Drowning at Lawyer Island c. 1904

In the Lighthouses of British Columbia guestbook I came across an entry by an “M. W. Harding”. He stated that his grandfather had been the first lighthouse keeper on Lawyer Island, near Prince Rupert, BC, and had accidentally drowned. I contacted Mr. Harding and got more information from him about his grandfather’s death. – retlkpr

In the words of – Ned Harding (Grandson of Thomas Harvey who was Senior Keeper at Lawyer Island 1921 – c.1905)

Lawyer Island c. 1900s - photo CCG, Prince Rupert.

He said: “I have some information regarding the Lawyer Island Lighthouse. This information was given to me by my mother who was the daughter of the original keeper. The keeper’s name was Thomas Harvey who took care of the light starting approximately 1901. He was married to my grandmother in 1898 and my mother was born in Vancouver in 1899.”

“My mother and grandmother were also at Lawyer Island from about 1902. The grandmother’s name was Hannah G. Harvey, and my mother’s original name was Frances T. Harvey. The light was tended by this duo until 1904 when my grandfather was lost in the sea while rowing to Prince Rupert as was his practice from time to time.” Continue reading

Illness at Sisters Island c. 1929

As told to me by – Allen Herbert Smithman (Grandson of Henry Herbert Smithman who was Senior Keeper at Sisters Island 1927 – 1929)

Sisters Island lighthouse c. 1929

Henry Herbert Smithman was a keeper of the lighthouse at Sisters Island (November 30, 1927 – February 27, 1929) until he became sick and was moved to a hospital in Victoria, B.C. where he died. I believe, although unconfirmed, that he died of rheumatic fever because my father, one of the four boys that were living at the light alone with their mother (my grandmother) Elizabeth Kate, contracted the same illness but was nursed back to health at home on the light.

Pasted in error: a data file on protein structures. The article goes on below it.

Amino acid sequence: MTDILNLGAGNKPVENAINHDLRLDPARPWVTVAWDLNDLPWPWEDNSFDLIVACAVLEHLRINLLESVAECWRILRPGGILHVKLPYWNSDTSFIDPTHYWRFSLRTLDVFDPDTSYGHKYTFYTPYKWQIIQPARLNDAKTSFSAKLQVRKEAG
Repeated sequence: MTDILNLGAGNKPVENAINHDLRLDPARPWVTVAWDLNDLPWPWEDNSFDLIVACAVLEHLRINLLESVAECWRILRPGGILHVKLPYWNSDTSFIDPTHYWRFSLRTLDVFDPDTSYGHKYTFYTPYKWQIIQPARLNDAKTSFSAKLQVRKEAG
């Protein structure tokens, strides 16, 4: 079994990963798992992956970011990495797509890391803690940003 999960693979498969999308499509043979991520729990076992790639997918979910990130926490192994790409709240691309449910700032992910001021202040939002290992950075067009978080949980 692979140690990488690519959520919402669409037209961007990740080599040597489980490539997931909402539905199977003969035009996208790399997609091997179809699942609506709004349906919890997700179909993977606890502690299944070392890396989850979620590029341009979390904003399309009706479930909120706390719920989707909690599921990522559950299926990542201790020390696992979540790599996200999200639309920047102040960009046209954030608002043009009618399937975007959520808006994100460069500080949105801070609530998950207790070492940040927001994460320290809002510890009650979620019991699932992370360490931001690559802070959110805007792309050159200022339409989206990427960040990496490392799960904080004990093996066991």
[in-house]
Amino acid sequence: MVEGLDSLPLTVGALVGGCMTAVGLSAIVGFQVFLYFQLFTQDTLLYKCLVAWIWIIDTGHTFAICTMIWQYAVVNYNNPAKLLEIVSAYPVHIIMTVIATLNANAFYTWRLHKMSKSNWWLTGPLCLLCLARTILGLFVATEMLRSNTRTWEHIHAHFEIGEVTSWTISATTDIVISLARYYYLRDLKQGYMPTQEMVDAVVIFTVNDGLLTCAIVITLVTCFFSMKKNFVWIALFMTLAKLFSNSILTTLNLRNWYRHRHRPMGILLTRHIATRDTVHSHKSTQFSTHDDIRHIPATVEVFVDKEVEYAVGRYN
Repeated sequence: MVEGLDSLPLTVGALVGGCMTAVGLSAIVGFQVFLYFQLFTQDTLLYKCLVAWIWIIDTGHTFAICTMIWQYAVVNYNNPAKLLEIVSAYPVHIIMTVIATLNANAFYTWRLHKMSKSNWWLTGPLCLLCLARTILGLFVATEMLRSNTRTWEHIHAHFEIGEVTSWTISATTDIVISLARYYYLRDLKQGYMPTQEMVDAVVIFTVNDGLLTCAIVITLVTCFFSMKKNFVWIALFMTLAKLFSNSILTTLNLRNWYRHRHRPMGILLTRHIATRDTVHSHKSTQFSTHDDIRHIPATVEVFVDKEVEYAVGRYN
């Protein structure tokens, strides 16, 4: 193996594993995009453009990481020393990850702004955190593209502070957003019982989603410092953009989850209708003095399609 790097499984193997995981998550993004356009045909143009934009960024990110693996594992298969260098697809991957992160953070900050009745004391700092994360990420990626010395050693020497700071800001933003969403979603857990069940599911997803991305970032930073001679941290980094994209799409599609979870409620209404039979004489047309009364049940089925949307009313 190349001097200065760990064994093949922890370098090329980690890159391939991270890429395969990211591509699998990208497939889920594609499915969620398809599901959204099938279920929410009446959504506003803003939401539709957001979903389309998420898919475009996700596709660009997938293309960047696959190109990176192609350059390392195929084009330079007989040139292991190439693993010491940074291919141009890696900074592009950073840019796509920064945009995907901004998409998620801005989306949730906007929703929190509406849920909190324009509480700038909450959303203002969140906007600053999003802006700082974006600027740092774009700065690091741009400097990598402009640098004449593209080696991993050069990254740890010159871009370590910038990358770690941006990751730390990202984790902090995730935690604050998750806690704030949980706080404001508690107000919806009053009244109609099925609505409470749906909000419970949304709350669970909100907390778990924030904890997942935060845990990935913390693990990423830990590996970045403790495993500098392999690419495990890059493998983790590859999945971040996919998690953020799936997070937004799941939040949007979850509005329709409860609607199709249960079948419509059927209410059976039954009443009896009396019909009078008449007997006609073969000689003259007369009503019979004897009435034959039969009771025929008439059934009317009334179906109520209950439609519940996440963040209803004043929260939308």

My grandmother told me the story that when my grandfather died the “powers that be” would not allow her to stay on at the lighthouse as women were not strong enough to take care of a lighthouse. The cute part was that she was the one looking after the light for the past weeks as well as taking care of her four sons ranging in age from about three to ten. Continue reading

Life on First Narrows Lighthouse and Fog Station c. 1915+

Capilano Lighthouse behind the Empress of Japan - photo Dudley Booth

 

– a letter written by Dorothy Mawdsley (Harris) Harrop (daughter of first light keeper, George Alfred Harris, at Capilano 1915 – 1925),  with special thanks to Alfred Harrop, grandson of George Alfred Harrop, for letting me post the text of the letter.

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This letter is a bit long, as people were prone to write a lot before the advent of computers. If you have the time, this is a fascinating story of life way back then. – JAC